Riding new and unfamiliar motorcycles is one of the best aspects of working for a motorcycle magazine. But what I enjoy even more is riding updated versions of motorcycles I’ve tested before, particularly those on my short list of favorites. What I love about them is still there, but performance has been elevated, refinements have been made, and features have been added. That’s very much the case with the 2023 KTM 1290 Super Duke GT.
Derived from the 1290 Super Duke R – a 180-hp naked sportbike known as “The Beast” – the sport-touring GT was introduced in early 2016. Rider’s former EIC Mark Tuttle got a first ride on the 1290 Super Duke GT at the global press launch in Mallorca, Spain, and he gushed about it in his review, calling it “nearly flawless, the perfect sport-touring bike for a rider who doesn’t want to give up sportbike levels of engine performance and handling.”
I’m not above petty jealousy, and Tuttle’s hi-pro glow after that launch made me green with envy. Good guy that he is, Mark twisted the arm of Tom Moen, KTM North America’s head of marketing, to get us a pre-production 1290 Super Duke GT as soon as one arrived on our shores. I flogged and hogged it for nearly 2,000 miles, obsessively guarding its keyless fob like Sméagol with the One Ring, and then I logged another 1,500 miles on a production version, disappearing from the office for days at a time.
Two years later, we tested a 2019 model, which featured updates to the GT’s engine, suspension, comfort, and instrumentation. We had mixed feelings about the refresh of the angular styling, but you can’t see what a motorcycle looks like when you’re riding it, and that’s where the magic happens. Every staffer, to a person, was strung out like an addict on the 1290 Super Duke GT’s torquey Twin and heroic handling.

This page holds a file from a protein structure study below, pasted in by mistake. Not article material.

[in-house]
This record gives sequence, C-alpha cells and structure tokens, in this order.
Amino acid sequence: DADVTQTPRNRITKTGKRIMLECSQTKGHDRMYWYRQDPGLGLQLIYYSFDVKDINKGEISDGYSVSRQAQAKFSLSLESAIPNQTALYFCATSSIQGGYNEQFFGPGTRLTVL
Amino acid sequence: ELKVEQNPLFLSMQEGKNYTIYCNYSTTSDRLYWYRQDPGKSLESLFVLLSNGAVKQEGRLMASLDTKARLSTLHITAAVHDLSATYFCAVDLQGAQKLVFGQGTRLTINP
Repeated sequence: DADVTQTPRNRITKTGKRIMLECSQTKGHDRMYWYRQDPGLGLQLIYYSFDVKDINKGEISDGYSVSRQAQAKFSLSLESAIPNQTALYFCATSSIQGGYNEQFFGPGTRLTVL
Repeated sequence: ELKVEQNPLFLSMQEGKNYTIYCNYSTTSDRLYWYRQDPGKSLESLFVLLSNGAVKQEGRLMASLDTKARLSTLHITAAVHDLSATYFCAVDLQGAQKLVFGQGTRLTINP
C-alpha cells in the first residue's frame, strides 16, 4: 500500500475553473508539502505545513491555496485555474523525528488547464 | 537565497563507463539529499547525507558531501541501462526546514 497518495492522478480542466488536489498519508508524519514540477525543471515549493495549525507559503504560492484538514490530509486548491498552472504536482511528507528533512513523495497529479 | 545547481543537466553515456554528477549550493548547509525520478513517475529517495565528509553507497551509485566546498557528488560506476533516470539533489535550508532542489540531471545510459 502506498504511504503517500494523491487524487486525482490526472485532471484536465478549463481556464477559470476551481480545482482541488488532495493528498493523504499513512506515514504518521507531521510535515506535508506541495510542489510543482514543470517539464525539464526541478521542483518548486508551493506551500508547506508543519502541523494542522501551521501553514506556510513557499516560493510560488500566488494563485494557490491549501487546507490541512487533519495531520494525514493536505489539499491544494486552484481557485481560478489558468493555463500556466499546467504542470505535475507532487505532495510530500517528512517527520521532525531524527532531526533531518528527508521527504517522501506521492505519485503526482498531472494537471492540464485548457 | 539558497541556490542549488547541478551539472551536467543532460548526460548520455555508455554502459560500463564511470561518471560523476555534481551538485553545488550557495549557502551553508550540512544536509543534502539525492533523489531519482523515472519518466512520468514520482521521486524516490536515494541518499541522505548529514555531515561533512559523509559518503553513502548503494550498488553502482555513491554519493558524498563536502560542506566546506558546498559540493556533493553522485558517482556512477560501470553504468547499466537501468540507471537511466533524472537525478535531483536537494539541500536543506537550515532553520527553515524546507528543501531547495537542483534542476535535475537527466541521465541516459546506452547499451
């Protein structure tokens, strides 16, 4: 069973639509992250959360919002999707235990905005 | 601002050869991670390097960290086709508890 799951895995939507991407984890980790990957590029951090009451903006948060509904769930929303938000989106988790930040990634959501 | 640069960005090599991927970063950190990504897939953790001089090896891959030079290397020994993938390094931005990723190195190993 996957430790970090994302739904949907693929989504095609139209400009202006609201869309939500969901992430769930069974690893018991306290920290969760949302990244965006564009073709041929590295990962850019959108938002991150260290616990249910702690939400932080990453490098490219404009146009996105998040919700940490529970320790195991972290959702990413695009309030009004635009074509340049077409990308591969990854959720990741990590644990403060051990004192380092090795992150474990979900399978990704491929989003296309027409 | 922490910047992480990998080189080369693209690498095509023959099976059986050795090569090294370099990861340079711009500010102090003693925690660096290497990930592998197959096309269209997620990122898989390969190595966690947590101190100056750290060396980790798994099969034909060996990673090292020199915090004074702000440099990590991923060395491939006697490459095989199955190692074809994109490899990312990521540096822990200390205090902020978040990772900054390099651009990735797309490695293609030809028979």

Related: 2019 KTM 1290 Super Duke GT | First Ride Review
So you can imagine our heartbreak when the GT disappeared from KTM’s lineup for a few years, forcing us to get our fix elsewhere.
KTM 1290 Super Duke GT: Back With a Vengeance
KTM has been on a roll. Its Austrian parent company, Pierer Mobility AG, has seen 12 successive years of record sales, and at the end of 2022, its three core brands – KTM, Husqvarna, and GasGas – posted a combined 13% increase over the previous year. Annual U.S. sales have topped 100,000 units and $1 billion in revenue, and last year, it surpassed Yamaha in terms of sales volume.
In 2022, KTM built and sold 268,575 motorcycles. That’s a far cry from the 6,300 motorcycles KTM produced in 1992, the year Pierer Mobility purchased the company out of bankruptcy.
On March 28, I attended the grand opening for Pierer Mobility’s new North American headquarters in Murrieta, California. CEO Stefan Pierer spent $53 million on the development, his single largest investment ever.
Related: KTM and Pierer Mobility Open New North American Headquarters